"CBS got smart," says Marc Berman, senior writer at Mediaweek.com of the Eye network. "A few years ago they tried to change their image, and it didn't work. Now they have mixed it up a little with [reality shows] 'Big Brother' and 'Survivor,' but they have not abandoned '48 Hours,' '60 Minutes,' 'Touched by an Angel,' or 'The District.' " All are shows with an older audience. Advertisers buy ad time based on specific strategies, explains Nelson.
"But the way those strategies play out can lead to misperceptions" about who people really are and how they act, he says. He and others agree that viewers over 50 who make up 27 percent of the population should be more valuable to marketers.
"Someone turns 55 every 7.5 seconds, and they are not bringing brand loyalty with them," Nelson says. "What they are bringing is the greatest purchasing power in the history of mankind."
When Andy Sisinger turned 18 last year, he got a Mach3 replaceable razor in the mail.
"That was a cool thing for them to do," he says. The young guitar player says he's been using it ever since. But not because he's particularly loyal to Gillette.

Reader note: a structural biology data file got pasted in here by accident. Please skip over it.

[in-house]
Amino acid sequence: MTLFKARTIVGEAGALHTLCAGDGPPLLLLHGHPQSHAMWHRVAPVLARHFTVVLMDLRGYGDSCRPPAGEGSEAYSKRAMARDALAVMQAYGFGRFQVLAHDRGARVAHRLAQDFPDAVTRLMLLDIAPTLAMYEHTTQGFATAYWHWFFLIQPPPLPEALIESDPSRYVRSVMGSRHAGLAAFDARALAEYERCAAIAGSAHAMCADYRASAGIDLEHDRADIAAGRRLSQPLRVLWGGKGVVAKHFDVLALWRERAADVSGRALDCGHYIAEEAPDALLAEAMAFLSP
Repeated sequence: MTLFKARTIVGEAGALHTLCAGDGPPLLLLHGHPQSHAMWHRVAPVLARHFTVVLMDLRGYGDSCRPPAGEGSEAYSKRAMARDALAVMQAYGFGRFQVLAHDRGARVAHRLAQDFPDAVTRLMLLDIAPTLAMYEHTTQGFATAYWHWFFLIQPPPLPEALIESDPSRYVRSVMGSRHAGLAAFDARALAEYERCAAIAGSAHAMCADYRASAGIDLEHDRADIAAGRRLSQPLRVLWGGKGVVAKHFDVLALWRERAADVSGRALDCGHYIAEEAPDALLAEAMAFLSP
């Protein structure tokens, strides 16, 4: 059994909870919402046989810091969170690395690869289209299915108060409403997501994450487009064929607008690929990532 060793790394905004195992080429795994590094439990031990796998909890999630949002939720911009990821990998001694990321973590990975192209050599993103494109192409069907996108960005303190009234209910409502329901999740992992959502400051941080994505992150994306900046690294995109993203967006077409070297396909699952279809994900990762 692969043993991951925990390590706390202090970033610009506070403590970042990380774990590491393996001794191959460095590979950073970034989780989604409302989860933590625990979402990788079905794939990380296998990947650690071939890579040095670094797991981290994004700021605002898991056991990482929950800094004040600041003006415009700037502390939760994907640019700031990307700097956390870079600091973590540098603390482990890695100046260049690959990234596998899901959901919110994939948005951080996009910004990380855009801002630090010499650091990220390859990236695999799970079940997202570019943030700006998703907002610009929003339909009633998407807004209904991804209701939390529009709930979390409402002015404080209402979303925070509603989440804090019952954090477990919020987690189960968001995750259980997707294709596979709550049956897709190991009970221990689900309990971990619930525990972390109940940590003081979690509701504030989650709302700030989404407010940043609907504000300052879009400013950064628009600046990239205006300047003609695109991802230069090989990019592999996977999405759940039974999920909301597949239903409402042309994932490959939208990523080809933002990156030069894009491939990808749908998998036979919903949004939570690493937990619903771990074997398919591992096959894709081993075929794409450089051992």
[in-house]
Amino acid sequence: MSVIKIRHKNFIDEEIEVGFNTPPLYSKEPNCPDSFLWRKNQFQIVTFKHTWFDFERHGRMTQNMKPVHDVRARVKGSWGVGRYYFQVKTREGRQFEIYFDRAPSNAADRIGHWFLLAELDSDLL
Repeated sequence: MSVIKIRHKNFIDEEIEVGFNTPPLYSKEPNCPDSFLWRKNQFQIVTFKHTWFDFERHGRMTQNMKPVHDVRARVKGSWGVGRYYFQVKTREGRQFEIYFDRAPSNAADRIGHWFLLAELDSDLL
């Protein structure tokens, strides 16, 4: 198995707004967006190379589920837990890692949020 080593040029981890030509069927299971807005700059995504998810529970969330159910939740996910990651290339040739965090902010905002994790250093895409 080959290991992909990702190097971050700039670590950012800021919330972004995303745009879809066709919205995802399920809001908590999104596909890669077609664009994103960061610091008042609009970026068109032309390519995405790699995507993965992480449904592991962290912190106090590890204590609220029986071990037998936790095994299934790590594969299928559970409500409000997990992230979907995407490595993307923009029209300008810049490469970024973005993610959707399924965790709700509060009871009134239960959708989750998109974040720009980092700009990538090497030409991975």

"I'm not a brand person." The truth is more mundane, he says, "I'm just lazy. If somebody gave me another razor and it worked just as well, I'd use that one."
He watches about an hour of TV a day, mostly local news, but some network, he says, adding that there is no satellite or cable in his apartment.
Mr. Sisinger rarely buys products on the basis of what he sees, in either the shows or the ads. He shops mostly to buy stuff that he needs, he says.
When Friday rolls around, and he gets his paycheck, he'll shop by category, not by brand. "I just identify the stuff I need in my head by the type of thing it is, and I look for the best price."
He's a pretty simple guy, he says, which is just as well. Living in the small town of Chillicothe in southern Ohio, pretty much limits his choices. There are not many malls to choose from, he says.